Vintage Coleman Lanterns
Vintage Coleman lanterns are primitive gas lanterns created by the Coleman company.
According to the Coleman company, W.C. Coleman could see the light for the darkness. The young salesman was taking a stroll after a hard day’s work selling typewriters, when he spotted a new type of lamplight in a drugstore window in Brockton, Alabama.
This new light burned with a strong, steady white flame and was fuelled by gasoline.
The standard lamp of the era burned kerosene and produced a smoky, flickering, yellowish light. W.C. was stricken with very poor eyesight, and was very interested in this new, steady white light that enabled him to read even the smallest print in books and on medicine bottles. Coleman saw potential in the new light, and through his vision a new company was born that would put America’s farms and ranches in a new light, and would eventually make his name synonymous with outdoor fun.
In 1905, W.C. Coleman wanted to demonstrate just what his new gas lamps were capable of. He strung his lamps from poles on both sides of the football field at Fairmount College in Wichita, Kansas. According to Coleman historians, the first night football game west of the Mississippi occurred that evening under Coleman gas lights and resulted in a 24-0 shutout of Cooper College by the Fairmount College Wheatshockers.
At the turn of the century in America, electric service was not an option in rural parts of the country. When the sun went down, the work day ended. In 1909, W.C. Coleman started selling a portable table lamp that would became a staple in rural homes, and five years later introduced a product that would help transform the company from a local concern into a national necessity. The new 300 candlepower lantern provided working light in every direction for 100 yards and could light the far corners of a barn.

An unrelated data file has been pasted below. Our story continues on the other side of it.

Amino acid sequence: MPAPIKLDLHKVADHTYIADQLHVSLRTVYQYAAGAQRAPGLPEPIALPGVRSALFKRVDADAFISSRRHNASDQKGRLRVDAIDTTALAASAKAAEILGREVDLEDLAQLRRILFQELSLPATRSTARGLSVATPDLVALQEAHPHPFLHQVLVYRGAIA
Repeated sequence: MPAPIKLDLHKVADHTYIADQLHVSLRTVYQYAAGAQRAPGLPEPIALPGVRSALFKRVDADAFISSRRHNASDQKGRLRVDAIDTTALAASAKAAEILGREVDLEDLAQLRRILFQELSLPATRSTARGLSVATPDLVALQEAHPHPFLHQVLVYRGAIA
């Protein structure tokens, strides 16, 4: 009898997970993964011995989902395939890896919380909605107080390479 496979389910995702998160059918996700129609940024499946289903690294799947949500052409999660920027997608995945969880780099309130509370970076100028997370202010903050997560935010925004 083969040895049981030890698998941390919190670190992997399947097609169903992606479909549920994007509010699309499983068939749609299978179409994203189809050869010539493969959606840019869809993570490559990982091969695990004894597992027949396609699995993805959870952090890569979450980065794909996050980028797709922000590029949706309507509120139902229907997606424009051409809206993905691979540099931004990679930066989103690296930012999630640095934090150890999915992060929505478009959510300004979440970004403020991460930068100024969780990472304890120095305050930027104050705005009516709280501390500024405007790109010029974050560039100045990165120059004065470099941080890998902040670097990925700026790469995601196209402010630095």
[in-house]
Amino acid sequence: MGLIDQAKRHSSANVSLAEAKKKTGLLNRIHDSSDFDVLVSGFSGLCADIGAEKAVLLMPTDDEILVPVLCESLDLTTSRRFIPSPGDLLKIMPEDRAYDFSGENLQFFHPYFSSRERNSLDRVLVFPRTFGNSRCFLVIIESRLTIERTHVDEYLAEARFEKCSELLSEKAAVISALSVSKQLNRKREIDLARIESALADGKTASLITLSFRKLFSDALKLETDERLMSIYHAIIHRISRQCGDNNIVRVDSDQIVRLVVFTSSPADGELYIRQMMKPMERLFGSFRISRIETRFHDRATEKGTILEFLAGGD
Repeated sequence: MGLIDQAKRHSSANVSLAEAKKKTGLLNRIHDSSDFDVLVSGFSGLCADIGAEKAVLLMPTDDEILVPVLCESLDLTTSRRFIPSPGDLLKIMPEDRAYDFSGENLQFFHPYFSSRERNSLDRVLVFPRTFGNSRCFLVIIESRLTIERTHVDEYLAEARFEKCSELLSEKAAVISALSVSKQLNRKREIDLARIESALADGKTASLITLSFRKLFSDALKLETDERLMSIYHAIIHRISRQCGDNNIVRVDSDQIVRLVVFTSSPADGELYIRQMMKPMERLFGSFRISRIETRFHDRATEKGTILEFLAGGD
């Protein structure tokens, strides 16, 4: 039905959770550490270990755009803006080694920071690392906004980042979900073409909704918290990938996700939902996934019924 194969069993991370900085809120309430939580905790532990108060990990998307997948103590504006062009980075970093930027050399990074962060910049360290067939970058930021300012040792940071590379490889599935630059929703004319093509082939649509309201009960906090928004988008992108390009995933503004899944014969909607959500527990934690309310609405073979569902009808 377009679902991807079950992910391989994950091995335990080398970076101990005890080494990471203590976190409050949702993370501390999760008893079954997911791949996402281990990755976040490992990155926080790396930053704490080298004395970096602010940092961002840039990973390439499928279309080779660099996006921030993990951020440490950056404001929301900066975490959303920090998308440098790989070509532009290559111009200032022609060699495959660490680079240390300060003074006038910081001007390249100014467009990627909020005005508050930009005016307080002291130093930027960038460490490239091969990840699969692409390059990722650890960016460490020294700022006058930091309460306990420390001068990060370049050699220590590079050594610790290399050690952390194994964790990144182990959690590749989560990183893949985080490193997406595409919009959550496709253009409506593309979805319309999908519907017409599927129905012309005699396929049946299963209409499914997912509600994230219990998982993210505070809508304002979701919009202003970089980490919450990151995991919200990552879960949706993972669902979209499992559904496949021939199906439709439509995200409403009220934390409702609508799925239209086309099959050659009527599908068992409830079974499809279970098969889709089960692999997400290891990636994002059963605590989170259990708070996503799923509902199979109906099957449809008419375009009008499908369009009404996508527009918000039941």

The Coleman® lantern lengthened the time farmers and ranchers could work. This significantly boosted productivity, and fundamentally changed the work dynamic in rural America. It wasn’t just for civilians either, as the U.S. Government declared this lantern an “essential item” for the troops serving in World War I, and nearly 70,000 lanterns were distributed to American forces fighting in Europe.
Coleman is not the only name in camping lanterns—Kamplite, Nulite, Aladdin, Preway, Ash Flash, and Sunshine Safety are a few of the others—but Coleman is the big dog. Originally sold in the early part of the 20th century to extend the work days of farmers, these gasoline-burning lanterns that were designed to bring light to rural communities were soon embraced by recreational campers.
The company’s first lantern in 1914 was called the Arc Lantern, or Model L, and it worked similarly to Coleman lanterns today, although the composition of the mantle, which actually throws the light, has changed for reasons which will quickly become obvious. The fuel container at the base of the lamp is pressurized by means of a hand pump. This forces fuel and fumes up into the lantern so that when a mixture of fumes and air come in contact with a special type of cloth called a mantle and that mantle is lit, it will glow. In the bad old days, such mantles were soaked in radiative thorium, which, when the cloth was burned away, would glow very bright. These days mantles are still extremely fragile, but their metal component is a benign metal called yttrium, which is also used in LEDs.
For lantern, stove and iron model year sequence records visit the official site of the International Coleman Collectors Club.
A vintage Coleman Kerosene Lantern, "Sunshine of the Night ", sold for $20 at Scheerer McCulloch Auctioneers, Inc. in September 2012.
A Coleman lantern in a wooden box sold for $20 at Saco River Auction in July 2011.
A brass Coleman lantern sold for $75 at Fantasticantiques Inc.in May 2007.
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